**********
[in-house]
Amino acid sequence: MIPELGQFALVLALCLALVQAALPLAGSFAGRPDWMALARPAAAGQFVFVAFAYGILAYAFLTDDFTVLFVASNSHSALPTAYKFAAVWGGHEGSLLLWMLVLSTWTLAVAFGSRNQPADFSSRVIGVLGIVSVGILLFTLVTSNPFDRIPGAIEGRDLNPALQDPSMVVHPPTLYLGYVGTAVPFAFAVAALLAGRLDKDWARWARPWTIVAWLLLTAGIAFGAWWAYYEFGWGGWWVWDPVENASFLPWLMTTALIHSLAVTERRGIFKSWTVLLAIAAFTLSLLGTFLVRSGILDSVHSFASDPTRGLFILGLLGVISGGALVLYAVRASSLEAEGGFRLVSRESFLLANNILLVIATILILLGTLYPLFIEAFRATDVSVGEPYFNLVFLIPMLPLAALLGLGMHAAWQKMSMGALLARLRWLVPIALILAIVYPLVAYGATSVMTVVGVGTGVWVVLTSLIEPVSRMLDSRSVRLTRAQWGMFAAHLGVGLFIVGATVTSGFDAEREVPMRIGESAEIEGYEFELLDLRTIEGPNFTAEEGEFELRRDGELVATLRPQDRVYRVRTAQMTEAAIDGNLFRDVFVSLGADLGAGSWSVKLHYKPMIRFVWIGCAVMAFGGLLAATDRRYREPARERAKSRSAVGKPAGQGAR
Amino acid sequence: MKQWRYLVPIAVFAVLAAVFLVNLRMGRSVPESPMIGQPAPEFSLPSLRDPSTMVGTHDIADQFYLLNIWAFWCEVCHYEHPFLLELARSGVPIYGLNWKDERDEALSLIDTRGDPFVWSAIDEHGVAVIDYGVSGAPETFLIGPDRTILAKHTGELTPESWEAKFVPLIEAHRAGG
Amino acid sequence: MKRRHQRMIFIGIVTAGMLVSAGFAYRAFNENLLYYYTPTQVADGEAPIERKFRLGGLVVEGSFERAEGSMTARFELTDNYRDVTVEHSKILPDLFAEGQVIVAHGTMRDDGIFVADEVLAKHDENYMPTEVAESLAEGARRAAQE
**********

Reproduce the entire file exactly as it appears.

[in-house]
Amino acid sequence: MIPELGQFALVLALCLALVQAALPLAGSFAGRPDWMALARPAAAGQFVFVAFAYGILAYAFLTDDFTVLFVASNSHSALPTAYKFAAVWGGHEGSLLLWMLVLSTWTLAVAFGSRNQPADFSSRVIGVLGIVSVGILLFTLVTSNPFDRIPGAIEGRDLNPALQDPSMVVHPPTLYLGYVGTAVPFAFAVAALLAGRLDKDWARWARPWTIVAWLLLTAGIAFGAWWAYYEFGWGGWWVWDPVENASFLPWLMTTALIHSLAVTERRGIFKSWTVLLAIAAFTLSLLGTFLVRSGILDSVHSFASDPTRGLFILGLLGVISGGALVLYAVRASSLEAEGGFRLVSRESFLLANNILLVIATILILLGTLYPLFIEAFRATDVSVGEPYFNLVFLIPMLPLAALLGLGMHAAWQKMSMGALLARLRWLVPIALILAIVYPLVAYGATSVMTVVGVGTGVWVVLTSLIEPVSRMLDSRSVRLTRAQWGMFAAHLGVGLFIVGATVTSGFDAEREVPMRIGESAEIEGYEFELLDLRTIEGPNFTAEEGEFELRRDGELVATLRPQDRVYRVRTAQMTEAAIDGNLFRDVFVSLGADLGAGSWSVKLHYKPMIRFVWIGCAVMAFGGLLAATDRRYREPARERAKSRSAVGKPAGQGAR
Amino acid sequence: MKQWRYLVPIAVFAVLAAVFLVNLRMGRSVPESPMIGQPAPEFSLPSLRDPSTMVGTHDIADQFYLLNIWAFWCEVCHYEHPFLLELARSGVPIYGLNWKDERDEALSLIDTRGDPFVWSAIDEHGVAVIDYGVSGAPETFLIGPDRTILAKHTGELTPESWEAKFVPLIEAHRAGG
Amino acid sequence: MKRRHQRMIFIGIVTAGMLVSAGFAYRAFNENLLYYYTPTQVADGEAPIERKFRLGGLVVEGSFERAEGSMTARFELTDNYRDVTVEHSKILPDLFAEGQVIVAHGTMRDDGIFVADEVLAKHDENYMPTEVAESLAEGARRAAQE